Florida Closes Monoclonal Antibody Sites After FDA Revokes Authorization

 

By Kevin Deutsch

The Florida Department of Health said it was closing down its monoclonal antibody treatment sites for COVID-19 Monday after the Food and Drug Administration revoked the drug’s emergency use authorization, citing its lack of effectiveness against the Omicron variant.

The move ended a treatment touted by Florida state health officials as an alternative to vaccines and mask mandates. This, despite vaccines proving highly effective against hospitalization and death from COVID, and properly-worn masks proving effective at limiting the virus’ spread.

As recently as last week, Florida was still opening new monoclonal antibody treatment sites in Broward County.

In announcing the policy change, the FDA cited CDC data showing Omicron accounted for 99 percent of all recorded COVID-19 cases in the U.S. as of Jan. 15.

The data show monoclonal antibody treatments “are highly unlikely to be active” against the Omicron variant, the FDA said in a written announcement.

“In light of the most recent information and data available, today, the FDA revised the authorizations for two monoclonal antibody treatments – bamlanivimab and etesevimab (administered together) and REGEN-COV (casirivimab and imdevimab) – to limit their use to only when the patient is likely to have been infected with or exposed to a variant that is susceptible to these treatments,” the agency said Monday.

Because of their lack of effectiveness against Omicron, “these treatments are not authorized for use in any U.S. states, territories, and jurisdictions at this time,” the announcement states.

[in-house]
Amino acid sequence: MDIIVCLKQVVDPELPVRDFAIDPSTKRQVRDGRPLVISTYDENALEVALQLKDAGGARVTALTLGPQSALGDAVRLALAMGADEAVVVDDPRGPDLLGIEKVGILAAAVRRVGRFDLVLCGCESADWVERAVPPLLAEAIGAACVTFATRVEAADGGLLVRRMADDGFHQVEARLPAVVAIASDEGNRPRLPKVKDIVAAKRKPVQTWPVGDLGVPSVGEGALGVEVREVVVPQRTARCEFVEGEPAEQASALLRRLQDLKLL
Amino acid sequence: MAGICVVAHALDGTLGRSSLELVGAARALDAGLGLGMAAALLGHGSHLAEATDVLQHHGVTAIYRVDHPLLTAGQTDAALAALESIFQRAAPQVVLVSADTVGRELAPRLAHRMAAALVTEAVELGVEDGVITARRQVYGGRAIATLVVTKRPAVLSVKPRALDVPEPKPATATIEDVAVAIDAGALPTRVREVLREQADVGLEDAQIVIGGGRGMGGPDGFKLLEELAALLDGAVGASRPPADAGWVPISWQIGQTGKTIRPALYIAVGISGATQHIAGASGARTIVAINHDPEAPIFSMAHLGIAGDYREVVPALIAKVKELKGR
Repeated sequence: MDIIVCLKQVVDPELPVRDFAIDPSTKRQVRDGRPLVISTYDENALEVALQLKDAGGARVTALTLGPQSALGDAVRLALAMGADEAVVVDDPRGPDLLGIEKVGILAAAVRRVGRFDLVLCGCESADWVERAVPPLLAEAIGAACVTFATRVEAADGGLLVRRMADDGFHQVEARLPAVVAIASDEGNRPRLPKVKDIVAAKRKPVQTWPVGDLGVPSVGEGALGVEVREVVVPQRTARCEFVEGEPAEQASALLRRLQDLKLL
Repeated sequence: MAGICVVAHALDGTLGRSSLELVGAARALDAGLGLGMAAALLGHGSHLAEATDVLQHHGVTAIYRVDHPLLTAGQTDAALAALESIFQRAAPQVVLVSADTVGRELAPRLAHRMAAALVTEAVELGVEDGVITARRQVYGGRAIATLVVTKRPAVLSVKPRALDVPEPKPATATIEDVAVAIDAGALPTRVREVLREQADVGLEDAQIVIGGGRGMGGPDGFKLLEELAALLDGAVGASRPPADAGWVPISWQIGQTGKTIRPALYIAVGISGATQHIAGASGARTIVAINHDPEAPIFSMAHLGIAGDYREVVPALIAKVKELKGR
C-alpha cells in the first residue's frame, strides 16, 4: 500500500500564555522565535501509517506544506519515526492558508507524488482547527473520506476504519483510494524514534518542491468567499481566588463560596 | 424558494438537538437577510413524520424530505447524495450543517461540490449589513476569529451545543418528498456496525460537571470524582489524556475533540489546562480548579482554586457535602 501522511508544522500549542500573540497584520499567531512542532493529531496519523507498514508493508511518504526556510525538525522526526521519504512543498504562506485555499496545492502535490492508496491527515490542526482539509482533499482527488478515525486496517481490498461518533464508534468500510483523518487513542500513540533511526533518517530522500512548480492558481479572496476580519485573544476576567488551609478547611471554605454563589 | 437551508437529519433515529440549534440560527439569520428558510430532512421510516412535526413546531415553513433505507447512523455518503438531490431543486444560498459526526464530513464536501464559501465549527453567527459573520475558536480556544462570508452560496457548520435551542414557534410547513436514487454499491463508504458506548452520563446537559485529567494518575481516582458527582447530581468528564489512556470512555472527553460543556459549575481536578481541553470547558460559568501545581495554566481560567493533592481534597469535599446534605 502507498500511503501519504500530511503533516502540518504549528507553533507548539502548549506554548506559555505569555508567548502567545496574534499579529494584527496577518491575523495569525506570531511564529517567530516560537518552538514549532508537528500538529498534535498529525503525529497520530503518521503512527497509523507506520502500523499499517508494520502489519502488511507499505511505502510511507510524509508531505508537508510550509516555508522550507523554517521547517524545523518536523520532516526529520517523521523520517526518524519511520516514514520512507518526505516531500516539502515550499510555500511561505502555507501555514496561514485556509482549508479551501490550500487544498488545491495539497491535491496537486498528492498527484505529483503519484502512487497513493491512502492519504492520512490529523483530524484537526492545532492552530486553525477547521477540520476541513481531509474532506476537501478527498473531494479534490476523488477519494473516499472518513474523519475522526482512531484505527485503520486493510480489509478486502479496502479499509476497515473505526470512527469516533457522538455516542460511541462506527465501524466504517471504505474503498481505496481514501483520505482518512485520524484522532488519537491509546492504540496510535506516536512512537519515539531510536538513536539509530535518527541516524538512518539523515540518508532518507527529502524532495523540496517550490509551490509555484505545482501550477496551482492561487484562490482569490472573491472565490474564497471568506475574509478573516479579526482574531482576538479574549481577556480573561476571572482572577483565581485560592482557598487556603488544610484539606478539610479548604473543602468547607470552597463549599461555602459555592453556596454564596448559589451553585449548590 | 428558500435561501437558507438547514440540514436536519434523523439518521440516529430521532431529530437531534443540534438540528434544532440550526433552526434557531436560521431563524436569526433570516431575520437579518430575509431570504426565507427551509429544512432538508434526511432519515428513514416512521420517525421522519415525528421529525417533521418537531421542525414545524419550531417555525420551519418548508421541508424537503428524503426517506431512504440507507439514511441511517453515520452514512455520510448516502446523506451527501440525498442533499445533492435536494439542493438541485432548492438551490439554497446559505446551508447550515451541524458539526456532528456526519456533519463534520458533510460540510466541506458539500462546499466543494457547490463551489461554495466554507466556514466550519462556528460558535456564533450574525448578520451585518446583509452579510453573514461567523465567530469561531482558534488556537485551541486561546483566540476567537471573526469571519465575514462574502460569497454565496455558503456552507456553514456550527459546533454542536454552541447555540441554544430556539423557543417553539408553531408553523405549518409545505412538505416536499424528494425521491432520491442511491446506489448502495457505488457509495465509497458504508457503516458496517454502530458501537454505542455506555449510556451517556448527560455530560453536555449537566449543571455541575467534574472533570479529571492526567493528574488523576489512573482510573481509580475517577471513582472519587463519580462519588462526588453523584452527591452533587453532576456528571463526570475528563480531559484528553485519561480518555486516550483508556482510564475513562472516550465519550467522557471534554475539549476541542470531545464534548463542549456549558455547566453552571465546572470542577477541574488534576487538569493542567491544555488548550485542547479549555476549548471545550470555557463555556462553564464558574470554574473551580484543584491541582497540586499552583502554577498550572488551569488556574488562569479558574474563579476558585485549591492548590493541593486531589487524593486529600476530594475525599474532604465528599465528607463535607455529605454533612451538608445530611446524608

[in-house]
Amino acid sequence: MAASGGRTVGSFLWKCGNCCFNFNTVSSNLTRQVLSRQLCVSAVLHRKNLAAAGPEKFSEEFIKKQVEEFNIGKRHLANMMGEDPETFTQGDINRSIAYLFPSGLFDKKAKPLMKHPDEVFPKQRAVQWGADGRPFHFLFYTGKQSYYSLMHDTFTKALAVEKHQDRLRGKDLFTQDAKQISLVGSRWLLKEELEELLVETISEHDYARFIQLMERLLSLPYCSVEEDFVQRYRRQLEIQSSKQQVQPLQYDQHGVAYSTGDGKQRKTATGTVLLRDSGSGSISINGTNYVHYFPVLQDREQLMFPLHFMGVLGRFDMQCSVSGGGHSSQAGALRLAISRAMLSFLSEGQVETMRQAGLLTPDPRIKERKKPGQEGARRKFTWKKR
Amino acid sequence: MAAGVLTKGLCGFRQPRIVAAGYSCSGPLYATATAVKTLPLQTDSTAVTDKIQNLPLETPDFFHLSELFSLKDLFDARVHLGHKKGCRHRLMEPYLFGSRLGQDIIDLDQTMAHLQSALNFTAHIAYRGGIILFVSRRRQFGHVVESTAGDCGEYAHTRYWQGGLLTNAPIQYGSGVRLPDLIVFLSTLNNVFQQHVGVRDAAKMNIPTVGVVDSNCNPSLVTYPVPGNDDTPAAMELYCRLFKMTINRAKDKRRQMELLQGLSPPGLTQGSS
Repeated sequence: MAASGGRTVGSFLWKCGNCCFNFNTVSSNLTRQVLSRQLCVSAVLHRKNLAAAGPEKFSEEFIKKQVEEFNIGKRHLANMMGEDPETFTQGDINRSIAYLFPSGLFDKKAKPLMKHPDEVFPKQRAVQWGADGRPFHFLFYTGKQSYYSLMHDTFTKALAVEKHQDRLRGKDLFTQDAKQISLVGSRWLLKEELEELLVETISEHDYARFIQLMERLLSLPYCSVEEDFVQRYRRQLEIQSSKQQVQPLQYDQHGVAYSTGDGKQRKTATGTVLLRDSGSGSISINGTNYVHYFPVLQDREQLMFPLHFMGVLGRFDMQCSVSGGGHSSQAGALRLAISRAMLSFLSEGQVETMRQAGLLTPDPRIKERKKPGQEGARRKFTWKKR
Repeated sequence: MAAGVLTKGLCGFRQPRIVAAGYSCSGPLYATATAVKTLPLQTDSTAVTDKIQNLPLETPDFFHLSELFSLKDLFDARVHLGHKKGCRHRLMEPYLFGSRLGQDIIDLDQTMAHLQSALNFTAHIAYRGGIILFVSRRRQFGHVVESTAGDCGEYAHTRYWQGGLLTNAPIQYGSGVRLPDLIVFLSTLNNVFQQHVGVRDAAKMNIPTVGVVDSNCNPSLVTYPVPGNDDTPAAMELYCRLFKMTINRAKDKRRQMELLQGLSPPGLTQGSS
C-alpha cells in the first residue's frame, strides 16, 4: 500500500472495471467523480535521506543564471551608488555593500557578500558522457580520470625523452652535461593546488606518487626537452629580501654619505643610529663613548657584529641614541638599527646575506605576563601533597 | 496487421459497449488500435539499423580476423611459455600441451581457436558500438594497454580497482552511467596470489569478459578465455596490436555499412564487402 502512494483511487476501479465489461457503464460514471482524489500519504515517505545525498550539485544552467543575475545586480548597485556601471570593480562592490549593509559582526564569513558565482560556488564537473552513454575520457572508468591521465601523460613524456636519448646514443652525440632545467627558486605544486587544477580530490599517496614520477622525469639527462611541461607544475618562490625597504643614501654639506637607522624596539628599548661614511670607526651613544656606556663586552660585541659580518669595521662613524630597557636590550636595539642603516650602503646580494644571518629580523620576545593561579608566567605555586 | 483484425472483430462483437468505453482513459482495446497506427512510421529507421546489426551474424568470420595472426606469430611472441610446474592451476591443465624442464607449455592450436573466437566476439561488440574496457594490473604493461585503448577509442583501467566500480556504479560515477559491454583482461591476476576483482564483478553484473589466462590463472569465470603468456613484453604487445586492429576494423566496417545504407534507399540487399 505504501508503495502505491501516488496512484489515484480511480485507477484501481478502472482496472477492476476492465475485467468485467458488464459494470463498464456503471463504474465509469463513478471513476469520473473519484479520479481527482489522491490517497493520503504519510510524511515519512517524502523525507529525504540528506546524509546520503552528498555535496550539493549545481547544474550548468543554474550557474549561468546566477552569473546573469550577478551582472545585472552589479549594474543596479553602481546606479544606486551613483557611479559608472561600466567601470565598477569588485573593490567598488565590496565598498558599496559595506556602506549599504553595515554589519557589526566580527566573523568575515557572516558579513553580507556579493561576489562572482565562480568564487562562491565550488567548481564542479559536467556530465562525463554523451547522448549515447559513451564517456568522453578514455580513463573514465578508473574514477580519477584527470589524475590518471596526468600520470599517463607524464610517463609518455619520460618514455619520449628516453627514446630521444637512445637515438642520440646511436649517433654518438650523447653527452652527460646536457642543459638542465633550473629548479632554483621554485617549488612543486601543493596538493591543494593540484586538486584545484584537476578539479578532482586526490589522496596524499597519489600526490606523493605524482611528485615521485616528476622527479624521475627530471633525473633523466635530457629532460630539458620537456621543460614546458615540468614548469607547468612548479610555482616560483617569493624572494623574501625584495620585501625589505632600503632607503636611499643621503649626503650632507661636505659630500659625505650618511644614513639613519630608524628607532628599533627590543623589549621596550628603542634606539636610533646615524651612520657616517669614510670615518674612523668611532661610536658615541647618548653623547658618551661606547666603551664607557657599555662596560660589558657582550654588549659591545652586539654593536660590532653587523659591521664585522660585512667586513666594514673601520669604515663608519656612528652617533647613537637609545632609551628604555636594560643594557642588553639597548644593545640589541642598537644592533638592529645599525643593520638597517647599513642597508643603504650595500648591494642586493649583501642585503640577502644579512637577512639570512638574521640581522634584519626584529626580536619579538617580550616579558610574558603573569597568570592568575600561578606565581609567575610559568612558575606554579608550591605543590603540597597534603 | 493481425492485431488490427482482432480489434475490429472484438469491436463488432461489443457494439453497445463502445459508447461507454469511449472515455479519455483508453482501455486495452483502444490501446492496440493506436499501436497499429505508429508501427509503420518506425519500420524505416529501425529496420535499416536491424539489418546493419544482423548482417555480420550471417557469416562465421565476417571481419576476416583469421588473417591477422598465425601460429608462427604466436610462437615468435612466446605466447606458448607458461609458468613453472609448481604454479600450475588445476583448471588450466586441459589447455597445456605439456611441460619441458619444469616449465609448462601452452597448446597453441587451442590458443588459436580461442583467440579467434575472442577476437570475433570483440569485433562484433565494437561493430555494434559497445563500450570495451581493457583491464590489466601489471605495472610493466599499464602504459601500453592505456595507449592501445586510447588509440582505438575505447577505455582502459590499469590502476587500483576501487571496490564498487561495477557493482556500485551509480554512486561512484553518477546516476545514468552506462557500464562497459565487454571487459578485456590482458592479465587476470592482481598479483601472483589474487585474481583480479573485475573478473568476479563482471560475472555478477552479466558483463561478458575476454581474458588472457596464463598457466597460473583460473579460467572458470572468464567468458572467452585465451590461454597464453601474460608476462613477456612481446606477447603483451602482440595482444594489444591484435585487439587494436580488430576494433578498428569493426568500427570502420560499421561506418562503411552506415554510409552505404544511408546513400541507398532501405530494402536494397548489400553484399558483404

“In the future, if patients in certain geographic regions are likely to be infected or exposed to a variant that is susceptible to these treatments, then use of these treatments may be authorized in these regions.”

As a result of the FDA’s decision, Florida’s DOH said all of its state-run monoclonal antibody sites will be closed until further notice, and all pending patient appointments canceled.

“Florida disagrees with the decision that blocks access to any available treatments in the absence of clinical evidence,” the DOH said in a written statement. “To date, such clinical evidence has not been provided by the United States Food and Drug Administration.”

The CDC said there are several other therapies – Paxlovid, sotrovimab, Veklury (remdesivir), and molnupiravir – that are expected to work against the omicron variant and that are approved to treat patients with mild-to-moderate COVID-19 who are at high risk for progression to severe disease, including hospitalization or death.

The agency said healthcare providers should consult the National Institutes of Health panel’s COVID-19 treatment guidelines and assess whether these treatments are right for their patients.

Florida’s surgeon general, Dr. Joseph Ladapo, has previously accused the Biden administration of “actively preventing” the distribution of the monoclonal antibody treatment in Florida and creating an “immediate and life-threatening shortage of treatment options.”

Ladapo has also invoked false conspiracy theories in arguing against COVID-19 vaccines, stating:

“I mean you hear these stories of people telling you what’s been happening in their lives, of nurses and pregnant women who are being forced to, you know, to sort of put something in their bodies that we don’t know all there is to know about yet, no matter what people on TV tell you,” Ladapo said during an October 2021 event with Gov. Ron DeSantis in Clearwater.

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Kevin Deutsch

Kevin Deutsch
Kevin Deutsch is an award-winning crime journalist and author. A graduate of Florida International University, Kevin has worked on staff at The Miami Herald, New York Daily News, and The Palm Beach Post.

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